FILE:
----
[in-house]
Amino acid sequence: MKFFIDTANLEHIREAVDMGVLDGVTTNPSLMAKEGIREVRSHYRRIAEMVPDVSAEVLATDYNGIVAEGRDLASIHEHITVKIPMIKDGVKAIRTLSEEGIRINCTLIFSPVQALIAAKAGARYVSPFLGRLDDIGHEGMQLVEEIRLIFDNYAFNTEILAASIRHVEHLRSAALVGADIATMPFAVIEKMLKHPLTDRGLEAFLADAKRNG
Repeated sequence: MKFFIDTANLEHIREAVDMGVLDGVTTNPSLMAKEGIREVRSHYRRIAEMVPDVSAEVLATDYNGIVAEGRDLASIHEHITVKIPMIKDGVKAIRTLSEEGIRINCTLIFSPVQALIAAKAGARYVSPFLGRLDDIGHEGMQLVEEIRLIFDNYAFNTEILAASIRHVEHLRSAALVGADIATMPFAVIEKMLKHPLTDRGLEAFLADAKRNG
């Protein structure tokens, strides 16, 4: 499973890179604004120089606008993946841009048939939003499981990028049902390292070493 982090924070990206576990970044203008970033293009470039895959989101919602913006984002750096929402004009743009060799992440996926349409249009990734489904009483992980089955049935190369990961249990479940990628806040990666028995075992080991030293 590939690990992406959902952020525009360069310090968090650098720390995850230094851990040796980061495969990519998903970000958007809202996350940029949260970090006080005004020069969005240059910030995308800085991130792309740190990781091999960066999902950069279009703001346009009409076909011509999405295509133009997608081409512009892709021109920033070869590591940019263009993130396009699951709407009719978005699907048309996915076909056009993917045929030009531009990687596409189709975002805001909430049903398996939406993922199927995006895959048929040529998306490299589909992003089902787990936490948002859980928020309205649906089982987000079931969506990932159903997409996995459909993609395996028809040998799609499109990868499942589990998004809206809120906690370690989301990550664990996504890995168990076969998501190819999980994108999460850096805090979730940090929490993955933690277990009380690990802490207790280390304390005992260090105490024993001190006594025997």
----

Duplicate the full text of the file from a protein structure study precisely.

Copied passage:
[in-house]
Amino acid sequence: MKFFIDTANLEHIREAVDMGVLDGVTTNPSLMAKEGIREVRSHYRRIAEMVPDVSAEVLATDYNGIVAEGRDLASIHEHITVKIPMIKDGVKAIRTLSEEGIRINCTLIFSPVQALIAAKAGARYVSPFLGRLDDIGHEGMQLVEEIRLIFDNYAFNTEILAASIRHVEHLRSAALVGADIATMPFAVIEKMLKHPLTDRGLEAFLADAKRNG
Repeated sequence: MKFFIDTANLEHIREAVDMGVLDGVTTNPSLMAKEGIREVRSHYRRIAEMVPDVSAEVLATDYNGIVAEGRDLASIHEHITVKIPMIKDGVKAIRTLSEEGIRINCTLIFSPVQALIAAKAGARYVSPFLGRLDDIGHEGMQLVEEIRLIFDNYAFNTEILAASIRHVEHLRSAALVGADIATMPFAVIEKMLKHPLTDRGLEAFLADAKRNG
């Protein structure tokens, strides 16, 4: 499973890179604004120089606008993946841009048939939003499981990028049902390292070493 982090924070990206576990970044203008970033293009470039895959989101919602913006984002750096929402004009743009060799992440996926349409249009990734489904009483992980089955049935190369990961249990479940990628806040990666028995075992080991030293 590939690990992406959902952020525009360069310090968090650098720390995850230094851990040796980061495969990519998903970000958007809202996350940029949260970090006080005004020069969005240059910030995308800085991130792309740190990781091999960066999902950069279009703001346009009409076909011509999405295509133009997608081409512009892709021109920033070869590591940019263009993130396009699951709407009719978005699907048309996915076909056009993917045929030009531009990687596409189709975002805001909430049903398996939406993922199927995006895959048929040529998306490299589909992003089902787990936490948002859980928020309205649906089982987000079931969506990932159903997409996995459909993609395996028809040998799609499109990868499942589990998004809206809120906690370690989301990550664990996504890995168990076969998501190819999980994108999460850096805090979730940090929490993955933690277990009380690990802490207790280390304390005992260090105490024993001190006594025997």